14. Don't forget about your third and fourth-party vendors
Remember that your cyber risk management responsibility doesn't end with your internal information technology assets. You need to ensure your third-party vendors and their vendors (fourth-parties) are invested in risk mitigation. This is known as vendor risk management or third-party risk management.
Third-party risk and fourth-party risk management must part of your overall cyber risk management strategy.
15. Use technology to reduce the operational overhead of cyber risk management
Security ratings are a great way to identify high-risk vendors and internal assets instantly. They're a data-driven, objective, and dynamic measure of an organization's security posture.
Just as credit ratings and FICO scores aim to provide a quantitative measure of credit risk, security ratings aim to provide a quantitative measure of cyber risk. And just like credit ratings, they make it easy for even non-technical stakeholders to assess the security risk of a particular vendor or asset.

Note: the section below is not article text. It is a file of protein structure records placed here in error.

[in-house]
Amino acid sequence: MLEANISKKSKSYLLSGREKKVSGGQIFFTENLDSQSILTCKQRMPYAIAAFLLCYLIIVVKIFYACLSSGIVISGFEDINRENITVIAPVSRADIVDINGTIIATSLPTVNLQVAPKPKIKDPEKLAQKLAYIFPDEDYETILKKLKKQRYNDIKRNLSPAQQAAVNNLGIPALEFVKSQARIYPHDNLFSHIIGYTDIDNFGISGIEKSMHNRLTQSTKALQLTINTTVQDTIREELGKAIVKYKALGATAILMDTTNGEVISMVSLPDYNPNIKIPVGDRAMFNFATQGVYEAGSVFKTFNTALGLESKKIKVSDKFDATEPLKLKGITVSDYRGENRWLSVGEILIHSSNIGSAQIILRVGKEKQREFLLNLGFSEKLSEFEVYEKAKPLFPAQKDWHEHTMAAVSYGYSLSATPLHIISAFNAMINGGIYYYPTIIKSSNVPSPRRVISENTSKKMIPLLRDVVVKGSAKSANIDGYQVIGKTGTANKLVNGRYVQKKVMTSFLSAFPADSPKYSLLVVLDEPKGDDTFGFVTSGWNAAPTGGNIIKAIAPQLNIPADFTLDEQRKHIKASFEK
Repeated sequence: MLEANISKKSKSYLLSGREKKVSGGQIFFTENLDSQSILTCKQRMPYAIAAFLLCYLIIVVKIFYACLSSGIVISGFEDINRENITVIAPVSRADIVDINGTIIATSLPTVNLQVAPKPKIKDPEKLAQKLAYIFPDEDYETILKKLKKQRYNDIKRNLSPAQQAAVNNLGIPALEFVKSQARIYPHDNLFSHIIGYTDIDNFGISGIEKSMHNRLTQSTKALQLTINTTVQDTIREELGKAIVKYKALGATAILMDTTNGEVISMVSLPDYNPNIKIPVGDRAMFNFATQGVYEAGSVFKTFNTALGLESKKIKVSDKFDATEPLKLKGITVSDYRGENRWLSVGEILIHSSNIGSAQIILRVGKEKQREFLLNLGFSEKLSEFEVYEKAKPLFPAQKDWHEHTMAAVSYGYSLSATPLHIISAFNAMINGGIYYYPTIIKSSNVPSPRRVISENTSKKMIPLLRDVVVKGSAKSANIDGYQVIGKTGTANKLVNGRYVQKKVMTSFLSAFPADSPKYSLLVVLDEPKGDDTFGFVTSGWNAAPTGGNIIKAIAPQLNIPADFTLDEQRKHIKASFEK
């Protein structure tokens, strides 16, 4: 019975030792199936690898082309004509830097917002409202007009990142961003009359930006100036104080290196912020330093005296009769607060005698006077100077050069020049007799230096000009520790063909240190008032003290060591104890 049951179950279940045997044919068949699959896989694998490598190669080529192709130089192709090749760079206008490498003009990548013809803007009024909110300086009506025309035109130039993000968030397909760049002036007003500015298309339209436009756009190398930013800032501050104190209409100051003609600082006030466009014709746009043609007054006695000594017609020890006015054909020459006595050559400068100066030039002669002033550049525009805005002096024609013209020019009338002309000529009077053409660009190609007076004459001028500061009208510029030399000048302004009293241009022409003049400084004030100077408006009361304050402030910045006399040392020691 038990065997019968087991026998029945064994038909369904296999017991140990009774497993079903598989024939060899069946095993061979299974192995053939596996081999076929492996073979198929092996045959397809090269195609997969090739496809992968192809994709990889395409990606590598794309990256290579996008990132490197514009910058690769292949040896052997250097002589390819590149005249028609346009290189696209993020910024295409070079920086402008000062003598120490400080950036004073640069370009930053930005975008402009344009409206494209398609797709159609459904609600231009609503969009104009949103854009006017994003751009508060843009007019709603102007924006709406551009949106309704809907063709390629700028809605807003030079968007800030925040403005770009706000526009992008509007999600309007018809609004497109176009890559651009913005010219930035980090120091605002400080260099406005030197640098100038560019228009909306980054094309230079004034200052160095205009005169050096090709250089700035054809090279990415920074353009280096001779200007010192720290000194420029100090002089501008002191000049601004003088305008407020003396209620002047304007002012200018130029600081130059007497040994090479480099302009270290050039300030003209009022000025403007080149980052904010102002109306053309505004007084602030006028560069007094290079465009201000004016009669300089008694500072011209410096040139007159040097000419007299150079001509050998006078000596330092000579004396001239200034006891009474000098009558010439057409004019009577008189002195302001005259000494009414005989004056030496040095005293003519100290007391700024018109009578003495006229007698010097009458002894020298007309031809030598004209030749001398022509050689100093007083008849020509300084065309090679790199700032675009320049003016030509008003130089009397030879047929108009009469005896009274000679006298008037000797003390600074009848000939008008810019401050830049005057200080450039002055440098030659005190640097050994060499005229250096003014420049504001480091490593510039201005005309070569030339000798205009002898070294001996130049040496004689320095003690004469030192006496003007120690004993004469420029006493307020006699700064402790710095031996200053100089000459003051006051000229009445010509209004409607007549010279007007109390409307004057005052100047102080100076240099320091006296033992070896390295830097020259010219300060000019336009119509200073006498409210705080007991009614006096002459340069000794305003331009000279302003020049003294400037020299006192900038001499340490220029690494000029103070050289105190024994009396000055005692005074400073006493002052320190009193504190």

The key idea is the higher the security rating, the better the organization's security posture.
Companies like Intercontinental Exchange, Taylor Fry, The New York Stock Exchange, IAG, First State Super, Akamai, Morningstar, and NASA use UpGuard's security ratings to protect their data, prevent data breaches and assess their security posture.
UpGuard Vendor Risk can minimize the amount of time your organization spends assessing related and third-party information security controls by automating vendor questionnaires and providing vendor questionnaire templates.
We can help you continuously monitor your vendors' external security controls and provide an unbiased security rating.
For the assessment of your information security controls, UpGuard BreachSight can monitor your organization for 70+ security controls providing a simple, easy-to-understand security rating and automatically detect leaked credentials and data exposures in S3 buckets, Rsync servers, GitHub repos and more.
If you'd like to see your organization's security rating, click here to request your free security rating.